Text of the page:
The world of forensics has changed drastically over the last decade. Now, digital evidence is just as important as DNA and fingerprints. From investigators to legal professionals like this computer crimes defense attorney in Boulder, experts across multiple fields now rely on pieces of digital information to solve crimes and seek justice.
Most of the public remains unaware of just how large a part digital forensics plays in the modern justice system outside of readable messages and comments. However, enormous cases have been won thanks to due diligence in the digital realm. Here are some of the top cases this newer form of forensics has helped solve.
Matt Baker was convicted of killing his wife, Kari, back in 2010. He was sentenced to 65 years in prison. Kari was a schoolteacher in Texas at the time of her death in 2006, but regular forensics could only identify that she overdosed on sleeping pills. Investigators had initially thought it was a suicide thanks to a note left behind.
As it turns out, the husband had forged the note. Investigators were only able to discover this thanks to digital forensics after searching his computer. They also found online searches relating to overdosing on sleeping pills. Without thoroughly looking through the digital footprint he left behind, the truth may have never come to light.
It was eventually discovered that Ross Compton set fire to his own home in Middletown, Ohio with the goal of committing insurance fraud. He had told investigators at the time that he woke up to the fire, broke a bedroom window with a cane, and narrowly escaped.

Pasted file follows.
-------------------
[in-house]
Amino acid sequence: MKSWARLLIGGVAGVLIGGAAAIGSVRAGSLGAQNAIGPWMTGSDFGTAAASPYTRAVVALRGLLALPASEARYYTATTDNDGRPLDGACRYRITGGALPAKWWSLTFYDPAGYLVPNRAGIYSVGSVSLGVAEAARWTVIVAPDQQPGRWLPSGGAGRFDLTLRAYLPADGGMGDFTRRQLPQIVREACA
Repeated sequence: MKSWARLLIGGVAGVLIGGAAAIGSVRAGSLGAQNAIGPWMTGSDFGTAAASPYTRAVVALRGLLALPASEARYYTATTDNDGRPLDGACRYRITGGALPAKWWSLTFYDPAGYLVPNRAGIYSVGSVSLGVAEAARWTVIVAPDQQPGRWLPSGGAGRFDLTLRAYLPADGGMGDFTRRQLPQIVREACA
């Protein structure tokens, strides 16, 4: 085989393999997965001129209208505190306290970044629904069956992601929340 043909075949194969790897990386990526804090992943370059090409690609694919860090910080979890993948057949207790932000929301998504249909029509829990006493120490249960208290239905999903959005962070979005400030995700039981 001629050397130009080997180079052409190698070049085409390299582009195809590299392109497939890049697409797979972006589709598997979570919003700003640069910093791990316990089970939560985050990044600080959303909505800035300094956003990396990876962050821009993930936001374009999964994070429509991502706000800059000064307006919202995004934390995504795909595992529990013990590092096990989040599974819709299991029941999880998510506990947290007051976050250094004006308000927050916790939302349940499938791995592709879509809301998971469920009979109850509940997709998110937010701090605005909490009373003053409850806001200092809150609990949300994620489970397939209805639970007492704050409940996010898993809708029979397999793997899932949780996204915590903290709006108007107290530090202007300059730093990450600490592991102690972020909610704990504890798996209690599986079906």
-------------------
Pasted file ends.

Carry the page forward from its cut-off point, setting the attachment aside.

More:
Everything seemed to check out, but investigators noticed one glaring piece of evidence they could investigate. Compton’s health conditions required a pacemaker with an external pump. That pacemaker collected data on his heart rate, hear rhythms, and demand placed on the device to better monitor his health.
When investigators looked into that data, they found that his story was impossible. There was no increased demand on the device or heart rate, which would have been the case given Compton’s story. They also discovered that he forged medical documents on his pacemaker data to make the story more plausible. Digital forensics proved he committed arson, insurance fraud, and forgery.
Known as the “texting and suicide case,” digital forensics became the forefront of whether Michelle Carter was guilty of convincing her boyfriend Conrad Roy to kill himself. Through her phone records, investigators found texts and calls that instructed Roy to commit suicide through carbon monoxide poisoning.
She did not raise any alarm to Roy’s family, she never alerted the authorities, and there was no trace of care or concern for Roy’s life. Further investigation revealed a highly toxic and volatile relationship between the two. She was convicted of involuntary manslaughter in 2017, sentenced to 2 1/2 years as she was a teenager at the time, highlighting the importance digital forensics plays in seeking justice.